Second, biblical counselors should praise God for his common grace. To my knowledge, these researchers are not believers. Yet, by God’s common grace, they have started figuring out something valuable. They have discovered something that has eluded our understanding for well over 100 years. Their efforts will help us develop more effective treatments for schizophrenics. This research should help counselors of all approaches. But it might help biblical counselors the most. Why? Because it will help us select and apply the Bible in a more effective way. We have the most effective therapeutic remedy possible (God’s word). But, it is only as effective as its application. This research teaches us more about the functioning of the schizophrenic. It stimulates our thinking. It points us to more appropriate biblical themes. It helps us bring God’s word to those with this affliction. It helps us balance the spiritual and the physical. We still don’t have all the answers about treating the schizophrenic. But, who knows? Maybe God is about to reveal that to us soon. Regardless, we should praise him for allowing these researchers to discover what they discovered.

Third, biblical counselors should praise God for giving them a robust theology of sin. Despite what our critics say, biblical counseling’s understanding of sin is not superficial. Our theology teaches us that sin is not just a behavior. Sin is also a state of being. In the fall, sin permeated every aspect of creation (Rom 8:18-25). When we fell, our fall was not just moral. It was biological as well (Gen 3:19). As such, death came upon all men (Rom 5:12). Viewed this way, improper synaptic pruning is a direct result of the fall of Adam.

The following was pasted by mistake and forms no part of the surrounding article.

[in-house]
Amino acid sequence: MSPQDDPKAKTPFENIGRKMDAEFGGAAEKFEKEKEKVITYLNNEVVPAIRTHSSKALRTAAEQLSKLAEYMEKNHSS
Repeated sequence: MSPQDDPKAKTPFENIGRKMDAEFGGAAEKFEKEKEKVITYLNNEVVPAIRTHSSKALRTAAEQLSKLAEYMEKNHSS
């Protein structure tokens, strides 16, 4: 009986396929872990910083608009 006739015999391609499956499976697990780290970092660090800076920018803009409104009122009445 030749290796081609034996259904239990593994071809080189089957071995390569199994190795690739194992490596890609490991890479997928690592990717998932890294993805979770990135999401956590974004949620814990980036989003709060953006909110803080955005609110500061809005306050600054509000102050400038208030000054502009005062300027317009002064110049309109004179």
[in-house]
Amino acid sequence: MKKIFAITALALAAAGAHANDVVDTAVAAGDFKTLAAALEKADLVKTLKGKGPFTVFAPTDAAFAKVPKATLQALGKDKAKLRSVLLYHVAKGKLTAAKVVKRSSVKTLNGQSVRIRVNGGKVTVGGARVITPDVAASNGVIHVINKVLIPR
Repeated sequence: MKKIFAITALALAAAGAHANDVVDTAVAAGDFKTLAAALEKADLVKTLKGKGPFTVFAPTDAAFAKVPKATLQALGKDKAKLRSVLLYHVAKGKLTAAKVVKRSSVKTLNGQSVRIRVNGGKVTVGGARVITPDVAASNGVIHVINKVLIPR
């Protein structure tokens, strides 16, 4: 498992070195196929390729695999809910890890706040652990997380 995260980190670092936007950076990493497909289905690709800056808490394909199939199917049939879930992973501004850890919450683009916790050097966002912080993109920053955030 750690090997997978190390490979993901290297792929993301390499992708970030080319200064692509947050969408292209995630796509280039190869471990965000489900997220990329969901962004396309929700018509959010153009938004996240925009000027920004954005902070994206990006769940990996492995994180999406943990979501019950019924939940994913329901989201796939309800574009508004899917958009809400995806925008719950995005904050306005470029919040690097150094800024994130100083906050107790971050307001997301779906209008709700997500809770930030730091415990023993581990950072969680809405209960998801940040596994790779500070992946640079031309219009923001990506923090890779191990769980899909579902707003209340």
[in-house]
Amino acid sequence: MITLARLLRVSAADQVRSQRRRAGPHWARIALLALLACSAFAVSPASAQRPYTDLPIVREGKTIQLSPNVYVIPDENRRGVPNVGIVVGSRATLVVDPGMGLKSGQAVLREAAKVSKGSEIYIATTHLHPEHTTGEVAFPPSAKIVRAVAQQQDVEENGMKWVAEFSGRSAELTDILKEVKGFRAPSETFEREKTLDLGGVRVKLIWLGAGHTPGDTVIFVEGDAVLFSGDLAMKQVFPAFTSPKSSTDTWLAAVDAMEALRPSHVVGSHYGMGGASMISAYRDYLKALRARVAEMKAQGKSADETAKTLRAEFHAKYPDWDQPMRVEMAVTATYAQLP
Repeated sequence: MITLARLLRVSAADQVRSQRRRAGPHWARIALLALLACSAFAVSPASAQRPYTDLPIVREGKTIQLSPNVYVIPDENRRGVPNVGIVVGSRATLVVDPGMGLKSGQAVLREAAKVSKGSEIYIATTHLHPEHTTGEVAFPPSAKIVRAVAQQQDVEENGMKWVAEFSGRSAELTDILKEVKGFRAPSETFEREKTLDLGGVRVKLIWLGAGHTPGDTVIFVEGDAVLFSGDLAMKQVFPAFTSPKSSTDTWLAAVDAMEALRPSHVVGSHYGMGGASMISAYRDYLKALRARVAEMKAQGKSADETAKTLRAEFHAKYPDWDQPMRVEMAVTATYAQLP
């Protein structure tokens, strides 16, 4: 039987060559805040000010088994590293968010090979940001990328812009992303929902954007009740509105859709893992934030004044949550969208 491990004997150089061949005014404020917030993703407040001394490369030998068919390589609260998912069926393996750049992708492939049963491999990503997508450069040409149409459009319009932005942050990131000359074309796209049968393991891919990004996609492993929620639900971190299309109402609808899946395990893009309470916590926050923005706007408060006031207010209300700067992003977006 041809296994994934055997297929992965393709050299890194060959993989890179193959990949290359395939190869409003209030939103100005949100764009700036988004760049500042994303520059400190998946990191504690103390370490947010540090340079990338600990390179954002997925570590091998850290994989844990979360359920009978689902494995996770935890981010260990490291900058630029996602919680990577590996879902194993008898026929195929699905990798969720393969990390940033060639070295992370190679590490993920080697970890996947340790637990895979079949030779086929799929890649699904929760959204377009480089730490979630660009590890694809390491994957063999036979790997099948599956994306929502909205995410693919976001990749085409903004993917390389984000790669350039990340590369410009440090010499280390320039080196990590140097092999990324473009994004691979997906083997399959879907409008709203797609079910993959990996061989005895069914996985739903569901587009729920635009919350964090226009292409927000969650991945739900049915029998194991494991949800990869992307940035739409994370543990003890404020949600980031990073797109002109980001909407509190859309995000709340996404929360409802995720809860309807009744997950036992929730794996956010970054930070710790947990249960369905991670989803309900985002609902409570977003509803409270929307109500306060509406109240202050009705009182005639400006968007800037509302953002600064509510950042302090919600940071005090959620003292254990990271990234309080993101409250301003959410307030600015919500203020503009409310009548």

Join the Conversation

How does this research help you better understand a schizophrenic’s experience? What are some ways that you can minister to this person? How might the Bible speak to this experience?

2 Comments

  1. Thank you for the post.

    This news is very interesting and encouraging. Hopefully, we’ll continue to learn more about this complex illness.

    I have a cousin, he’s 22 yrs old, who was diagnosed with paranoid-schizophrenia around 5 years ago.

    His diagnosis came shortly after doing some dangerous mind-altering drugs, namely marjunia laced with pcp. He began experiencing all sorts of disturbing hallucinations, became aggressive and violent, and had a very hard time distinguishing between the real and unreal.

    Pharmaceutical meds have helped tone down the hallucinations somewhat, but he’s still very disturbed and cannot live independently. His state of mind has led to aggression, violence, and jail time.

    The family has no idea how to help him. Everyone that’s taken him in their home has found out that they are incapable of truly providing him the kind of help he needs.

    Our fear is that he’ll contiune to steal (and perhaps commit even more aggressive crimes) and wind up back in jail or dead.

    Is there any hope for such an individual?

    He professed faith in Christ before his diagnosis and still holds to his profession.

    What more can we be doing to help him?

    Are there any (inpatient) Christian programs or even secular ones that offer help for people like my cousin with severe mental illness?

    Any input or advice would be greatly appreciated.

    Kind regards in Christ,

    1. Hi Brandon,

      I am so sorry to hear of your cousin’s struggle. I do not know what your (or your cousin’s) church situation is, but one thing that comes to mind is asking folks in your church if they know of any facilities in the area. Also, if you would like for us to help you possibly locate some help, send an email to me at counseling@gracebc.org. Tell me where you guys live and your contact information. I will have the administrator of our counseling center check around for some possible help in your area.

      Until then, please know that I am praying for you, your cousin, and your family as you all go through this difficult time.

      In Christ,

      Todd